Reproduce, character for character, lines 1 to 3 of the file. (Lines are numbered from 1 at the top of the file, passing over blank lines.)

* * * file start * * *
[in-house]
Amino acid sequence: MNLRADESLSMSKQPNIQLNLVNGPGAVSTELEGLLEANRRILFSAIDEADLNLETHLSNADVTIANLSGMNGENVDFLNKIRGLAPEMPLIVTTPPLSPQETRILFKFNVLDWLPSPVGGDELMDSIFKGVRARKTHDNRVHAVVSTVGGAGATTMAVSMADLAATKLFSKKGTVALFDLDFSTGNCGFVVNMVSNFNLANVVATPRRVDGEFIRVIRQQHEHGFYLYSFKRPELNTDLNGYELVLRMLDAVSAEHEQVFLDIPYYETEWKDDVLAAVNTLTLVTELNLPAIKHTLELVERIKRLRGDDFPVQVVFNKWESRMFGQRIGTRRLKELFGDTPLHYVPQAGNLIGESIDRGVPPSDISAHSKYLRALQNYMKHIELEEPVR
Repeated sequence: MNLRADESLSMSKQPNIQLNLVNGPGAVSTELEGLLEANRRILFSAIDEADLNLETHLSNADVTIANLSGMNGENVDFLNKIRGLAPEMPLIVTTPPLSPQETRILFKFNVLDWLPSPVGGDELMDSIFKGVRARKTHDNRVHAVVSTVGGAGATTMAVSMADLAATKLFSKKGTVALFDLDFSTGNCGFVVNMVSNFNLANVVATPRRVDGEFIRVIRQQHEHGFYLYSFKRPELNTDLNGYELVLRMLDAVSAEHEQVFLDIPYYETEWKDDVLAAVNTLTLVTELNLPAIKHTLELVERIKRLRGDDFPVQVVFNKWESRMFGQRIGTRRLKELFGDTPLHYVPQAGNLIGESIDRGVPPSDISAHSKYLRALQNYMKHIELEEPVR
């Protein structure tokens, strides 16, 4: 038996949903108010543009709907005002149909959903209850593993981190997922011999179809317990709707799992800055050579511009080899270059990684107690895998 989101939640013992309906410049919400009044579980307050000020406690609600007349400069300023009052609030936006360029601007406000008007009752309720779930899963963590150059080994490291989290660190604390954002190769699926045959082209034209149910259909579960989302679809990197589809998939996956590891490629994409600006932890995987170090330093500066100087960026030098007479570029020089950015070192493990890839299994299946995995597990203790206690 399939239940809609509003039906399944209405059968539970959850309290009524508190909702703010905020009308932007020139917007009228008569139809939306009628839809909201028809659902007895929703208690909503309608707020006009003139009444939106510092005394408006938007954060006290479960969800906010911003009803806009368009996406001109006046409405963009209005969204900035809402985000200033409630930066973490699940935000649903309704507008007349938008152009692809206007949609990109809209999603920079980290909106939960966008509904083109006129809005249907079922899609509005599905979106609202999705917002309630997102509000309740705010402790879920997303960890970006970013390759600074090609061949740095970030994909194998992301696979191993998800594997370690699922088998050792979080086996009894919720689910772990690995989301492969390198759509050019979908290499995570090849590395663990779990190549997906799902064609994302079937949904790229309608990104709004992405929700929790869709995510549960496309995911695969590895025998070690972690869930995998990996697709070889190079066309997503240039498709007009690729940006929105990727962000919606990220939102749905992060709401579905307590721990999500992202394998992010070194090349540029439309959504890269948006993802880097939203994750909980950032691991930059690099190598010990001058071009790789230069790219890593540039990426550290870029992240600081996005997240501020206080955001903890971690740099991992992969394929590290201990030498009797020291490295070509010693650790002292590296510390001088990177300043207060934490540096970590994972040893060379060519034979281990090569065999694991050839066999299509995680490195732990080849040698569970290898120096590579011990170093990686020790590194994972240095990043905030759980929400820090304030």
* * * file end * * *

[in-house]
Amino acid sequence: MNLRADESLSMSKQPNIQLNLVNGPGAVSTELEGLLEANRRILFSAIDEADLNLETHLSNADVTIANLSGMNGENVDFLNKIRGLAPEMPLIVTTPPLSPQETRILFKFNVLDWLPSPVGGDELMDSIFKGVRARKTHDNRVHAVVSTVGGAGATTMAVSMADLAATKLFSKKGTVALFDLDFSTGNCGFVVNMVSNFNLANVVATPRRVDGEFIRVIRQQHEHGFYLYSFKRPELNTDLNGYELVLRMLDAVSAEHEQVFLDIPYYETEWKDDVLAAVNTLTLVTELNLPAIKHTLELVERIKRLRGDDFPVQVVFNKWESRMFGQRIGTRRLKELFGDTPLHYVPQAGNLIGESIDRGVPPSDISAHSKYLRALQNYMKHIELEEPVR
Repeated sequence: MNLRADESLSMSKQPNIQLNLVNGPGAVSTELEGLLEANRRILFSAIDEADLNLETHLSNADVTIANLSGMNGENVDFLNKIRGLAPEMPLIVTTPPLSPQETRILFKFNVLDWLPSPVGGDELMDSIFKGVRARKTHDNRVHAVVSTVGGAGATTMAVSMADLAATKLFSKKGTVALFDLDFSTGNCGFVVNMVSNFNLANVVATPRRVDGEFIRVIRQQHEHGFYLYSFKRPELNTDLNGYELVLRMLDAVSAEHEQVFLDIPYYETEWKDDVLAAVNTLTLVTELNLPAIKHTLELVERIKRLRGDDFPVQVVFNKWESRMFGQRIGTRRLKELFGDTPLHYVPQAGNLIGESIDRGVPPSDISAHSKYLRALQNYMKHIELEEPVR